As I warned over at my homeblog – the timeline of JUL 11 and the resulting STRATCOM cross-messaging is a Strategic blunder on multiple levels.
The Pentagon’s growing sensitivities put a spotlight on what some see as increasingly shaky support for a six-month-old war strategy that hinges on surging U.S. forces into the restive south, heartland of the Taliban, before starting a gradual withdrawal in July 2011, conditions permitting.Asked in a Senate hearing on Tuesday whether he still supported beginning a withdrawal in July 2011 given recent setbacks in the south, General David Petraeus, who oversees the Afghan war as head of U.S. Central Command, said: “I support the policy of the president.”
But he added: “In a perfect world … we have to be very careful with timelines.”
Oh, and in case you were wondering – I am not this source – though I think we have the same background. Maybe this guy is a Salamander reader?
But some top military officials say they won’t really know whether the counterinsurgency strategy is working or not until next summer, around the time Obama hopes to begin a draw down.”It’s a war. It’s not a political campaign,” one military official said. “The negativity (in the press and in Congress) can go too far. There are parts of Afghanistan that aren’t going well. It’s a mixed bag.”
SECDEF gets it too.
Gates let his frustrations show last week after a meeting with NATO ministers in Brussels.”I, frankly, get a little impatient with some of the coverage because of the lack of historical context,” he told reporters, noting that the 30,000-troop surge ordered by Obama in December was only now beginning to be felt on the ground.
“So as far as I’m concerned, this endeavor began in full, and reasonably resourced, only a few months ago,” he said.
Strategic patience. That is what we need. What we also need is the Obama Administration and members of both parties in Congress to back off. De-personalize and de-politicize as much as practical. Stop saying that the 30,000 is Obama’s surge. It was planned by the military prior to Obama taking office. It is America’s surge. Give the military the time – the Strategic patience – it needs to finish the job. This can be done.
Oh, that is from one to three decades BTW. Will someone please beat that into the head of Geoff Morrell please? He isn’t helping anyone but the Taliban with talk like this. This isn’t a political campaign ….. and oh; don’t go into comments and quote Carl to me – read him in the original German if you want to know what he is talking about. Here is Geoff giving prima facie evidence that he needs a new job.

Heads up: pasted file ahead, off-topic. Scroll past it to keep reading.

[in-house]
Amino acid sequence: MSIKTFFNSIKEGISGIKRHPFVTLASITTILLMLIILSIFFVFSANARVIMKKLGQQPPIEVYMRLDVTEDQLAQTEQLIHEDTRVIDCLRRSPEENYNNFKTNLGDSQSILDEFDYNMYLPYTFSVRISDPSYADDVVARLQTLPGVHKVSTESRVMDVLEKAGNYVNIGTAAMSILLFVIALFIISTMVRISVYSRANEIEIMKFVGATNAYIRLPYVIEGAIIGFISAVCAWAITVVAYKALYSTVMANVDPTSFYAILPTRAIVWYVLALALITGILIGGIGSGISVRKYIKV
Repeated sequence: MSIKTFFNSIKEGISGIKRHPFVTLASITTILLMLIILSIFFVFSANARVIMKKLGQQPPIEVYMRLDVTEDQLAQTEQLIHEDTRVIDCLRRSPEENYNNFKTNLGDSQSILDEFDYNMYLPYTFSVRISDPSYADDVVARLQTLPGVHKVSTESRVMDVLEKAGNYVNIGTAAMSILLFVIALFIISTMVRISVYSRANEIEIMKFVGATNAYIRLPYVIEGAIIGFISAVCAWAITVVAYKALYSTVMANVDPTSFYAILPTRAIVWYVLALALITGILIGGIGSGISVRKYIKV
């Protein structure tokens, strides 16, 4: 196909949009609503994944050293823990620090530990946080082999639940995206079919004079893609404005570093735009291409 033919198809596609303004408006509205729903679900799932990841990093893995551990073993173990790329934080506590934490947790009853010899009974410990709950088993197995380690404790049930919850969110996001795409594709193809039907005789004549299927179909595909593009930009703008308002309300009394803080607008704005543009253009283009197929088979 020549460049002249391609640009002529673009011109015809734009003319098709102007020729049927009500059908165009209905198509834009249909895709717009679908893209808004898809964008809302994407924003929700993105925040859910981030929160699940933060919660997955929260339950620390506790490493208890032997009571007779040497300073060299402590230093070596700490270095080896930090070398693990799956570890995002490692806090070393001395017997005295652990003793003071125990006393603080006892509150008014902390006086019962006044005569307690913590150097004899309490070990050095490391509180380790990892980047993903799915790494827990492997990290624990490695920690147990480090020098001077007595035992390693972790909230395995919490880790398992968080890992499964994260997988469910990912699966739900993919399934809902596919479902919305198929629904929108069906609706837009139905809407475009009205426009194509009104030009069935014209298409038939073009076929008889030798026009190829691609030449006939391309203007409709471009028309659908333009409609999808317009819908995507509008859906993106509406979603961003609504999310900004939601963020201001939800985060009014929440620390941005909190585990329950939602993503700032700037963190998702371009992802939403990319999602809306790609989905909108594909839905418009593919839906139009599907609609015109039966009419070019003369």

“While I understand the fact that there have been developments, such as the increase in casualties, that would cause concern, there also needs to be a recognition that we know and warned this fight was going to get harder before it got easier,” said Pentagon press secretary Geoff Morrell.
“We do expect, by the end of the year, we’ll be able to show that they are making progress,” Morrell said. “Let’s at least allow them the next six months to prove that General McChrystal’s strategy will work.”
Six months? What is his Operational Planning training, Risk? Somehow, we need to get back to fundamentals. And yes, I am repeating myself – for a reason. Some things need repeating 2, 3, a thousand times.
Though not always true, this plan was developed and is being executed via the best military advice in response to the direction and guidance by the Commander in Chief. Though there have been modifications on the edges and a natural adjustment as we move forward – the fundamental plan in place has been with us through two administrations. It is a good plan and the right plan. Sure, there are some good points about how to perhaps better execute it in places – but that is an Operational and Tactical issue.